Disaster

Into The Mystic

05/02/2003
Staff Writer

The models and movie stars filing past the phalanx of flashbulbs at the New Museum last week had not come to see the latest exhibition of contemporary art or next fall's fashions. They had been invited to the book launch party for "The 72 Names of God: Technology for the Soul," the latest publication from the Kabbalah Centre International.

Makor Director To Take New Post

11/22/2002
Staff Writer

Rabbi David Gedzelman, the creative and rabbinic director at Makor, is leaving the Upper West Side cultural center founded by Michael Steinhardt to lead another of the mega-philanthropist’s Jewish communal ventures.

In January, Rabbi Gedzelman, 43, will become executive director of the New York-based Jewish Life Network/Steinhardt Foundation. He’ll assume the post previously held by Jonathan Joseph (J.J.) Greenberg, who died in September at age 36 in a traffic accident in northern Israel.

The Age Of ‘Slamming’

10/24/2002

Last Sunday’s New York Times declared that Jewish life on the Lower East Side was in its death throes. Meanwhile, a gathering at the historic Eldridge Street Synagogue proved that, at least in some corners, the neighborhood’s Jewish activity was not yet gone, just showing its age.

A group of about a dozen poets aged 65 and older, and an audience twice their number, had gathered in the 115-year-old sanctuary that mellow morning for the Eldridge Street Project’s second annual Poetry Slam for Seniors.

The Politics Of Humor

08/20/2008
Special To The Jewish Week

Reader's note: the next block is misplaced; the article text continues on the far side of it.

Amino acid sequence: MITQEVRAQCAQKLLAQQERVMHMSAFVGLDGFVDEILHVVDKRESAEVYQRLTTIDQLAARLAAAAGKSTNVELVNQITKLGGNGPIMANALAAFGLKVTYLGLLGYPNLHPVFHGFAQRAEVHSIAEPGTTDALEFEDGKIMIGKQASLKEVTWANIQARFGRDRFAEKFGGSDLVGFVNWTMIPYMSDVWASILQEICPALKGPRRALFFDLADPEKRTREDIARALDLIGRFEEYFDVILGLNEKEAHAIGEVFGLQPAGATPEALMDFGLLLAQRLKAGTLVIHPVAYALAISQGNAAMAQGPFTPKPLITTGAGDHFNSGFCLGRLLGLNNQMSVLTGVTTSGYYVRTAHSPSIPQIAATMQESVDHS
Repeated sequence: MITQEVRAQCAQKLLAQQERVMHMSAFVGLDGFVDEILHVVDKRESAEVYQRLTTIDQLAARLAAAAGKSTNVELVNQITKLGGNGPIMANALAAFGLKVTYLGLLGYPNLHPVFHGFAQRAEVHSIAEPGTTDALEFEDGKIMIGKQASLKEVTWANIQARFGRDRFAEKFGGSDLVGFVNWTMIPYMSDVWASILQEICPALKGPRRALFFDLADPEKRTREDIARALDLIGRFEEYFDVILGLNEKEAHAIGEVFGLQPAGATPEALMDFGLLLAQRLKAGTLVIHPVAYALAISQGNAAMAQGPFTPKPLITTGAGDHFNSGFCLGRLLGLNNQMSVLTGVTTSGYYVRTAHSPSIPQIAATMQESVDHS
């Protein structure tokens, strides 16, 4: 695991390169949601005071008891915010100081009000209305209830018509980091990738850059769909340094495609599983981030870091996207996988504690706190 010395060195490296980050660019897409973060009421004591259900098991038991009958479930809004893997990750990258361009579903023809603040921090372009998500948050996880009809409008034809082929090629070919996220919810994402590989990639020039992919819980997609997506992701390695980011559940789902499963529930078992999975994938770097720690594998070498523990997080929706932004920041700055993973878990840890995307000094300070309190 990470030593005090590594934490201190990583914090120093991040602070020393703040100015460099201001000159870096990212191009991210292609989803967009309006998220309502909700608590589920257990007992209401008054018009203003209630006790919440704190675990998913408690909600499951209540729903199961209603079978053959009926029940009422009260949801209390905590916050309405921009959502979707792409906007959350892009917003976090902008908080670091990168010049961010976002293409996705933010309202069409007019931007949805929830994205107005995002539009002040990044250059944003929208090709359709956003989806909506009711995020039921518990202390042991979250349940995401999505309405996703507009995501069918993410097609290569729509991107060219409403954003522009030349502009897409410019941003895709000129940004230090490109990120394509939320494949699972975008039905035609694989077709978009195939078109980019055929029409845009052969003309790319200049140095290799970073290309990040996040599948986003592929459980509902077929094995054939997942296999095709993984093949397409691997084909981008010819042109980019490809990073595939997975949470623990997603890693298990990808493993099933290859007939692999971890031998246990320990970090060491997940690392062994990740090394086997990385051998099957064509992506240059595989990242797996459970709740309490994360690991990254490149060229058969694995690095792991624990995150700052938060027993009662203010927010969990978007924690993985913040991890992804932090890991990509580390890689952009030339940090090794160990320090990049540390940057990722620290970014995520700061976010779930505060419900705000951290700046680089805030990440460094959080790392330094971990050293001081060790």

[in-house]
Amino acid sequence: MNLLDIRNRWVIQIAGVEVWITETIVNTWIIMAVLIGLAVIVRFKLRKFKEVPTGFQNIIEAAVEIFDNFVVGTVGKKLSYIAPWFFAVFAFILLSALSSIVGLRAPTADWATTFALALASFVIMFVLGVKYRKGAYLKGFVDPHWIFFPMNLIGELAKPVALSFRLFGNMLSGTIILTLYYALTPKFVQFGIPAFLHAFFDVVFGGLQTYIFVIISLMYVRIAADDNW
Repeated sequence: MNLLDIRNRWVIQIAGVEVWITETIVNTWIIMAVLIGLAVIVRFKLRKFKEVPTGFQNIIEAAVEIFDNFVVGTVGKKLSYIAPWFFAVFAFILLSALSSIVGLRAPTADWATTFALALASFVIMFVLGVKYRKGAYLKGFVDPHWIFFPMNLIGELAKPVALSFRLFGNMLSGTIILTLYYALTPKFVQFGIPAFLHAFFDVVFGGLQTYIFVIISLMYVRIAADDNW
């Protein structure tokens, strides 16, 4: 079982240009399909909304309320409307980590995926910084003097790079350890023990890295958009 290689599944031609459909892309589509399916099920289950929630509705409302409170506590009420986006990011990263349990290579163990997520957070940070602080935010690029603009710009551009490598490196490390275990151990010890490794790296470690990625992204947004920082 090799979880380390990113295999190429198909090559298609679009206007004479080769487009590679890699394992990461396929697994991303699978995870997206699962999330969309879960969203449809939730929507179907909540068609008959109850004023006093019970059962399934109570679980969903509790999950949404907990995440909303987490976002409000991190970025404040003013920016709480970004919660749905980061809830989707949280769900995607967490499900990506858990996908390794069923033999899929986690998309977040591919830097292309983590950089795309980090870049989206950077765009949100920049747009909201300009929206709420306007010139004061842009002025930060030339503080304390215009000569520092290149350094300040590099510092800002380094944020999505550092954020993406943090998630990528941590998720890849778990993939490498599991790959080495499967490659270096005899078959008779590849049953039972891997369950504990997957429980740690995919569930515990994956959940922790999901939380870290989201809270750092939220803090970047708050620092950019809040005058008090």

I was first baffled, then amused, and then finally inspired when I woke up this morning and read “The Daily Show” writer Rob Kutner’s blog entry on The Huffington Post: “My new book, ‘Apocalypse How,’ is about how the world is about to end ... and why we should be psyched! It’s the first-ever work of apocalyptic literature that ‘accentuates the positive’ — and teaches you how to not just survive, but thrive....”

Chumash As Cognitive Dissonance

04/26/2002
Special To The Jewish Week

Is the Torah true? Does the God of Exodus really exist? And if the answer is no, is it a theological catastrophe or business as usual?

These existential questions underlie the striking range of newspaper commentaries on the Conservative movement's impressive new Chumash, Etz Chaim, its first new publication of the Torah and Haftorah readings since the 1930s.

Calling All Jewish Superheroes

05/24/2002
Special To The Jewish Week

I recently experienced the Hollywood blockbuster "Spider-Man," and was delighted to see mild-mannered Queens high school student Peter Parker turn himself into a crime-fighting superhero. Jews invented the modern superhero 60 years ago, developing the concept of a well-intentioned but unempowered person transformed through accident into a powerhouse. Their creations (Superman, Spiderman and the like) are descendents of the golem, which was created to protect Jews from pogroms.

Chumash As Cognitive Dissonance

04/26/2002
Special To The Jewish Week

Is the Torah true? Does the God of Exodus really exist? And if the answer is no, is it a theological catastrophe or business as usual?

These existential questions underlie the striking range of newspaper commentaries on the Conservative movement's impressive new Chumash, Etz Chaim, its first new publication of the Torah and Haftorah readings since the 1930s.

How Chess Explains The (Jewish) World

02/20/2008
Special To The Jewish Week

For a bright yeshiva student, hungry to understand the nature of the world, there is little to distract from the promise and genius of the Talmud — except, perhaps, for chess.

'Bearing Witness' On Yom Kippur

09/29/1997
Special To The Jewish Week

The six-hour drive from Abeche, in the middle of Chad, to Chad's eastern border with Darfur is a "treacherous" one, says Rabbi Lee Bycel, who has made the trip three times in a caravan of all-terrain vehicles.

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